Transverse Tubules (a term that is sometimes abbreviated to T Tubules), are tunnel-like extensions of sarcolemma that pass through muscle cells (which are also called 'muscle fibres' and 'muscle fibers') from one side of the cell to the other.
It is due to the side-to-side, i.e. across the muscle, orientation of these structures that they are referred to as "transverse".
The functions of transverse tubules
Transverse tubules play an important role in the physiology of muscle contraction:
- Muscle action potential, which is the movement of electrical charge, travelling along transverse tubules triggers the release of calcium(2+) ions from the sarcoplasmic reticulum.
- This allows the calcium (2+) ions to flood into the sarcoplasm,
- ... which causes actions and movements of proteins (including actin, myosin, troponin, and tropomyosin) within the myofibrils that eventually result in muscle contraction.
See also more about the types of muscle contraction.
This section consists of short summaries about the structures that form the muscles of the body. This list is not exhaustive but is intended to be appropriate for students of A-Level Human Biology, ITEC courses in massage and related subjects, and other courses in health sciences. For more general information about muscles see the pages about:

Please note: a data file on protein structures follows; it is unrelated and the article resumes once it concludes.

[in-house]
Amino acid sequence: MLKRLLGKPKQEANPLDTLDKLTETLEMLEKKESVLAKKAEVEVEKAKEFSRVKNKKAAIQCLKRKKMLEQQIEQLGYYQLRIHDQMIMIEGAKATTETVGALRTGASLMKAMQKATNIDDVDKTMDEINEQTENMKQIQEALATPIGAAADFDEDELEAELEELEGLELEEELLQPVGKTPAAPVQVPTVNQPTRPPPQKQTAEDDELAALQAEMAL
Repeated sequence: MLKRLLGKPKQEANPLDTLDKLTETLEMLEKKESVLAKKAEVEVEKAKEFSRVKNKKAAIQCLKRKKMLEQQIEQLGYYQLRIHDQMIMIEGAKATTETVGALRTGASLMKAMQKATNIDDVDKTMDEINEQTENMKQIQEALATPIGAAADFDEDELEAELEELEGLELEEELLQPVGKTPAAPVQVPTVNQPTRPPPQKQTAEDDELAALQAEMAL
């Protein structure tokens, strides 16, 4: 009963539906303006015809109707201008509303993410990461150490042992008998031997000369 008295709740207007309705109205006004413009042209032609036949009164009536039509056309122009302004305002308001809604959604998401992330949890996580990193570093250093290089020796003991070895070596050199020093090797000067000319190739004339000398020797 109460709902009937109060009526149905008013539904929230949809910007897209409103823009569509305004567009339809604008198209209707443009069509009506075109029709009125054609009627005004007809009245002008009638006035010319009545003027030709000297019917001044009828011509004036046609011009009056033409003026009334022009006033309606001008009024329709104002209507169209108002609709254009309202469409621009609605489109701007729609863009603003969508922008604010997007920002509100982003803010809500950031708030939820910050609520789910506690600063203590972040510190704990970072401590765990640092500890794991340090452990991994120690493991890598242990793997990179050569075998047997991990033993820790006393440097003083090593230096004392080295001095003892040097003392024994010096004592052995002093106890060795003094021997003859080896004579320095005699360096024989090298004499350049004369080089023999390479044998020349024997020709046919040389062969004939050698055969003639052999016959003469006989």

This section is about the
anatomical structures of muscles.
- Anterior Muscles
- Posterior Muscles
- Facial Muscles
- Muscle Terminology (Definitions)
- 1. Structure of Muscle
- 2. Structure of Muscle Cells
- 3. Muscle Filaments
- 4. Sliding Filament Theory
- 5. Neuromuscular Junction
- 6. Actions at Neuromuscular Junction
- Types of Muscle Contractions
- Muscular Disorders
- Effects of exercise on muscles